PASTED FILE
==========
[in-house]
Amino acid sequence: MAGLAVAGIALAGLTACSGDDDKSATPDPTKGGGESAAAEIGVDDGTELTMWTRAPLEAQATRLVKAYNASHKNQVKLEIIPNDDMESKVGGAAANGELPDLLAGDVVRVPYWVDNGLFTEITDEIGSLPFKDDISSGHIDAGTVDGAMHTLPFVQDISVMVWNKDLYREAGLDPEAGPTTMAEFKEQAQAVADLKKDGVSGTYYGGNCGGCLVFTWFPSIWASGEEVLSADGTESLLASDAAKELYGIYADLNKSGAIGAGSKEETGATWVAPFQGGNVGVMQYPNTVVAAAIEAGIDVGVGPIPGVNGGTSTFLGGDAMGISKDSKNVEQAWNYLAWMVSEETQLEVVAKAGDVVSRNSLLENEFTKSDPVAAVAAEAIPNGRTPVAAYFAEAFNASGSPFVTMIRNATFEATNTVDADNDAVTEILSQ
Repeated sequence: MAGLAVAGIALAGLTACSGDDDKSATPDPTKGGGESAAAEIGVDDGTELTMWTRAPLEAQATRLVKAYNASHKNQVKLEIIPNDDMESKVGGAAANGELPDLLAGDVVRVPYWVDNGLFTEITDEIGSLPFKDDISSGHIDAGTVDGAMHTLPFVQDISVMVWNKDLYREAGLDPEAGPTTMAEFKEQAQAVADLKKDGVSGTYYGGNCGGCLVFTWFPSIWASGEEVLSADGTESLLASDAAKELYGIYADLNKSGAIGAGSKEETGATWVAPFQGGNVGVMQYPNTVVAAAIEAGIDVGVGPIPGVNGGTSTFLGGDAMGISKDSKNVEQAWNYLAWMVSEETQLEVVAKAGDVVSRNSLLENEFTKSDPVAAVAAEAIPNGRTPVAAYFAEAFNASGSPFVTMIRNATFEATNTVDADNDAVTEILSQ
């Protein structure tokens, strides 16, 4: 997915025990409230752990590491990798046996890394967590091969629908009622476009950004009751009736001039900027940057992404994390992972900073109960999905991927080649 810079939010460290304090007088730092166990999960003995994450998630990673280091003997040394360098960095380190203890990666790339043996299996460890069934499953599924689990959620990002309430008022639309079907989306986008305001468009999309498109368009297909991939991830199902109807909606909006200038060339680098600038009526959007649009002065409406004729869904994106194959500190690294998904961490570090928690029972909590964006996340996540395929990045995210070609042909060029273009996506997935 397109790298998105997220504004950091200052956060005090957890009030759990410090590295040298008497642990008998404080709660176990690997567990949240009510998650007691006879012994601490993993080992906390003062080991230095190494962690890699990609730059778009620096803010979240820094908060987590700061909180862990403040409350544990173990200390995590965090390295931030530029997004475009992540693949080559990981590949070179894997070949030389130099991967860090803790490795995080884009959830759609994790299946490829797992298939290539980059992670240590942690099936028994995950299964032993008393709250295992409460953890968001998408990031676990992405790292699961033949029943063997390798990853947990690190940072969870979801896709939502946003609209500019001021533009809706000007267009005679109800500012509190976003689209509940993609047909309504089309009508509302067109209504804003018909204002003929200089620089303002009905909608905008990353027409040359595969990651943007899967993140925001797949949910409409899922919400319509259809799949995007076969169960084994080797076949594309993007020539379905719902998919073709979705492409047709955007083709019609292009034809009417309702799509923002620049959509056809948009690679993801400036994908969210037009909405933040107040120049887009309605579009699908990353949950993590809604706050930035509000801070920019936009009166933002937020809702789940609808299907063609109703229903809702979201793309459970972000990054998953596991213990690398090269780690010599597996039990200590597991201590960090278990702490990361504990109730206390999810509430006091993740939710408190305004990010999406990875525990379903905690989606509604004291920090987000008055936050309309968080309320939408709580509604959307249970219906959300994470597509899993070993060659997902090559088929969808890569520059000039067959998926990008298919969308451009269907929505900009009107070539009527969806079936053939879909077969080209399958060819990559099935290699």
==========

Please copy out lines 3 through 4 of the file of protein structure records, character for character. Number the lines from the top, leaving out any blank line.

Repeated sequence: MAGLAVAGIALAGLTACSGDDDKSATPDPTKGGGESAAAEIGVDDGTELTMWTRAPLEAQATRLVKAYNASHKNQVKLEIIPNDDMESKVGGAAANGELPDLLAGDVVRVPYWVDNGLFTEITDEIGSLPFKDDISSGHIDAGTVDGAMHTLPFVQDISVMVWNKDLYREAGLDPEAGPTTMAEFKEQAQAVADLKKDGVSGTYYGGNCGGCLVFTWFPSIWASGEEVLSADGTESLLASDAAKELYGIYADLNKSGAIGAGSKEETGATWVAPFQGGNVGVMQYPNTVVAAAIEAGIDVGVGPIPGVNGGTSTFLGGDAMGISKDSKNVEQAWNYLAWMVSEETQLEVVAKAGDVVSRNSLLENEFTKSDPVAAVAAEAIPNGRTPVAAYFAEAFNASGSPFVTMIRNATFEATNTVDADNDAVTEILSQ
């Protein structure tokens, strides 16, 4: 997915025990409230752990590491990798046996890394967590091969629908009622476009950004009751009736001039900027940057992404994390992972900073109960999905991927080649 810079939010460290304090007088730092166990999960003995994450998630990673280091003997040394360098960095380190203890990666790339043996299996460890069934499953599924689990959620990002309430008022639309079907989306986008305001468009999309498109368009297909991939991830199902109807909606909006200038060339680098600038009526959007649009002065409406004729869904994106194959500190690294998904961490570090928690029972909590964006996340996540395929990045995210070609042909060029273009996506997935 397109790298998105997220504004950091200052956060005090957890009030759990410090590295040298008497642990008998404080709660176990690997567990949240009510998650007691006879012994601490993993080992906390003062080991230095190494962690890699990609730059778009620096803010979240820094908060987590700061909180862990403040409350544990173990200390995590965090390295931030530029997004475009992540693949080559990981590949070179894997070949030389130099991967860090803790490795995080884009959830759609994790299946490829797992298939290539980059992670240590942690099936028994995950299964032993008393709250295992409460953890968001998408990031676990992405790292699961033949029943063997390798990853947990690190940072969870979801896709939502946003609209500019001021533009809706000007267009005679109800500012509190976003689209509940993609047909309504089309009508509302067109209504804003018909204002003929200089620089303002009905909608905008990353027409040359595969990651943007899967993140925001797949949910409409899922919400319509259809799949995007076969169960084994080797076949594309993007020539379905719902998919073709979705492409047709955007083709019609292009034809009417309702799509923002620049959509056809948009690679993801400036994908969210037009909405933040107040120049887009309605579009699908990353949950993590809604706050930035509000801070920019936009009166933002937020809702789940609808299907063609109703229903809702979201793309459970972000990054998953596991213990690398090269780690010599597996039990200590597991201590960090278990702490990361504990109730206390999810509430006091993740939710408190305004990010999406990875525990379903905690989606509604004291920090987000008055936050309309968080309320939408709580509604959307249970219906959300994470597509899993070993060659997902090559088929969808890569520059000039067959998926990008298919969308451009269907929505900009009107070539009527969806079936053939879909077969080209399958060819990559099935290699």